This stage shows that if you get in the early move and you are a decent climber, you can hang on. It all depends on what happens with the GC guys. If there are some with team-mates, then expect a GC rider to take the stage win, but if it’s man on man, then it’s advantage to the breakaway. Sadly, unlike at the Dauphine, there will be stronger teams so the GC guys should have team-mates to help set them up for stage victory.

There are also some valuable King of the Mountains points available so if a rider picked a lot up the day before, chances are they will try and back up – at least for the first two climbs.

Nonetheless, this will be a great stage to watch.

STAGE 12

With a finish on the iconic Alp d’Huez, expect this day to be dominated by the GC riders. With that said, if the previous two stages have been ridden hard, then someone from a breakaway could take it. Again, any King of the Mountains hopefuls will be wanting to pick up points on the first two climbs. The last few times the race has been here, the peloton tackled Alp d’Huez twice. They only need to attempt it here once this time around.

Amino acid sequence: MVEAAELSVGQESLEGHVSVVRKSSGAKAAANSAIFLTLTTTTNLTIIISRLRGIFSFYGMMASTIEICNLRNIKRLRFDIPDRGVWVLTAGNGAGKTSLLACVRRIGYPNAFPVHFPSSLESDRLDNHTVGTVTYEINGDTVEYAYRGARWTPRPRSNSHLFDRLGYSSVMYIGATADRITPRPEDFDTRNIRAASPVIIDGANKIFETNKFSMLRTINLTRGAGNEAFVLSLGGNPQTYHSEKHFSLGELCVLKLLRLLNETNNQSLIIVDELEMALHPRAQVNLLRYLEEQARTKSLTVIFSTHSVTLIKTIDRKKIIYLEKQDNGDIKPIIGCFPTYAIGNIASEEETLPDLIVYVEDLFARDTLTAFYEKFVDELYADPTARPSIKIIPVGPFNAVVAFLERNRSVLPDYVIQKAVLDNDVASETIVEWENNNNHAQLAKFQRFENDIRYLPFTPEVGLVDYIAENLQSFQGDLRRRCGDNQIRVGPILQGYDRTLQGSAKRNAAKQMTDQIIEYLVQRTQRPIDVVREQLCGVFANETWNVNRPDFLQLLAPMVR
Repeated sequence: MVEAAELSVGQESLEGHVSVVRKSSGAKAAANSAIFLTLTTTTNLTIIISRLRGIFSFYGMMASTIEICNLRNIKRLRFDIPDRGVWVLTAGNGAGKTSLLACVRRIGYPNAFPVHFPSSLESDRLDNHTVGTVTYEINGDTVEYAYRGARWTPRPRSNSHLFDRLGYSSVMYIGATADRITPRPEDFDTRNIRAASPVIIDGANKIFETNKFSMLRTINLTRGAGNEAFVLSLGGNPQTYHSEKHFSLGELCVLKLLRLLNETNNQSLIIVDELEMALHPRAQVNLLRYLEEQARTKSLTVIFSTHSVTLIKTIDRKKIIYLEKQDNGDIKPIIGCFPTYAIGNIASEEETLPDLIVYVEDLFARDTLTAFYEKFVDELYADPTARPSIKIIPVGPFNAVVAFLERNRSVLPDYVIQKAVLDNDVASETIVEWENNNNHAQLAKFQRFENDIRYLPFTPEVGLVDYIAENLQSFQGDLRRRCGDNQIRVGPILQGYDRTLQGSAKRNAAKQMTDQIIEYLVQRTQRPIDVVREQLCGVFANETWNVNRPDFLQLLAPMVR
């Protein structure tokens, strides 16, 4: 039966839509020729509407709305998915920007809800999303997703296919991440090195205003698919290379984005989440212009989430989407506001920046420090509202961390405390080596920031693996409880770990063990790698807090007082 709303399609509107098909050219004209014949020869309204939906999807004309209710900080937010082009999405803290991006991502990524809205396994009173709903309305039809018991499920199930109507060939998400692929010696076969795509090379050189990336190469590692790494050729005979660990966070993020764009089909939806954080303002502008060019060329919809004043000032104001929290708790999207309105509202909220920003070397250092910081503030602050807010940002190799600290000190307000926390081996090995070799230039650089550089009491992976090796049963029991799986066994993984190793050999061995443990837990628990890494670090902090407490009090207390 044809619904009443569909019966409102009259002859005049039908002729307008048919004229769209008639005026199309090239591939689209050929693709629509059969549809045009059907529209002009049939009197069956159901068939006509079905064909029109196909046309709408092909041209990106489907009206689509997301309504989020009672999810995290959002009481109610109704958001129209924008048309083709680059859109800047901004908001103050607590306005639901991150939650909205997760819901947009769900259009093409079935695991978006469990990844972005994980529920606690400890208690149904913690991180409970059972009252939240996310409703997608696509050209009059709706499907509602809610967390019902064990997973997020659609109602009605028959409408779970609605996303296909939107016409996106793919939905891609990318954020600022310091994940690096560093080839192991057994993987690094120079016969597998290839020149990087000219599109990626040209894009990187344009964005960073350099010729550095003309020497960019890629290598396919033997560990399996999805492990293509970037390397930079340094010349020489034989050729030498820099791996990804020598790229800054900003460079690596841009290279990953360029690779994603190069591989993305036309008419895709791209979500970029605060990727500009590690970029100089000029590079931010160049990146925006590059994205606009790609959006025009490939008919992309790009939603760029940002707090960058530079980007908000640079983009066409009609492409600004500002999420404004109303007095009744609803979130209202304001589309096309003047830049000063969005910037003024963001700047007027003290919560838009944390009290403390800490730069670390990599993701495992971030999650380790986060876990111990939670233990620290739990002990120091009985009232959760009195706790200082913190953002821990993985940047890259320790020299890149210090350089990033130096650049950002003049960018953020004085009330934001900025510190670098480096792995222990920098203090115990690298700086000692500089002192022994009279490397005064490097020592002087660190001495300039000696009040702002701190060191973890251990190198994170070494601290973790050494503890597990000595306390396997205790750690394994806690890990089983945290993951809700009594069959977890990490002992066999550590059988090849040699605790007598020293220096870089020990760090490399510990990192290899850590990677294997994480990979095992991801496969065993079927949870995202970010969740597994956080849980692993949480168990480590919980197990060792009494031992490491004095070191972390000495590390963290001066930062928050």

STAGE 13

On face value, this should be a stage for the sprinters – however, don’t be too sure. This goes down to 3 factors.

1. The size of the breakaway

2. How the sprinters teams and the sprinters feel after 3 tough mountain stages

3. 8 man teams.

A sprint or a break. We will have a fair idea come this stage what is the most likely outcome.

STAGE 14